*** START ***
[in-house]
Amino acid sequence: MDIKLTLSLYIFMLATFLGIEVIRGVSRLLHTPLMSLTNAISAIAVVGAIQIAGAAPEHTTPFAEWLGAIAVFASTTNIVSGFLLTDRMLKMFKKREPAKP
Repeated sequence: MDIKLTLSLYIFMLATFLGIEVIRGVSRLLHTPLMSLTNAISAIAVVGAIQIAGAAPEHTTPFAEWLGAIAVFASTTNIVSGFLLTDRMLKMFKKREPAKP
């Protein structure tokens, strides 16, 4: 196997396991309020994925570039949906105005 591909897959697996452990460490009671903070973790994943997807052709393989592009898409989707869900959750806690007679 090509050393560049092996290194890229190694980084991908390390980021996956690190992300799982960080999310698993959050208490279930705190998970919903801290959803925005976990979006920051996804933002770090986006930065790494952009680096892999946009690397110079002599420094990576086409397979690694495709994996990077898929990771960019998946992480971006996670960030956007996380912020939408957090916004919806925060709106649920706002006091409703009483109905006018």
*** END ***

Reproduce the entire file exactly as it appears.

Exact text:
[in-house]
Amino acid sequence: MDIKLTLSLYIFMLATFLGIEVIRGVSRLLHTPLMSLTNAISAIAVVGAIQIAGAAPEHTTPFAEWLGAIAVFASTTNIVSGFLLTDRMLKMFKKREPAKP
Repeated sequence: MDIKLTLSLYIFMLATFLGIEVIRGVSRLLHTPLMSLTNAISAIAVVGAIQIAGAAPEHTTPFAEWLGAIAVFASTTNIVSGFLLTDRMLKMFKKREPAKP
């Protein structure tokens, strides 16, 4: 196997396991309020994925570039949906105005 591909897959697996452990460490009671903070973790994943997807052709393989592009898409989707869900959750806690007679 090509050393560049092996290194890229190694980084991908390390980021996956690190992300799982960080999310698993959050208490279930705190998970919903801290959803925005976990979006920051996804933002770090986006930065790494952009680096892999946009690397110079002599420094990576086409397979690694495709994996990077898929990771960019998946992480971006996670960030956007996380912020939408957090916004919806925060709106649920706002006091409703009483109905006018």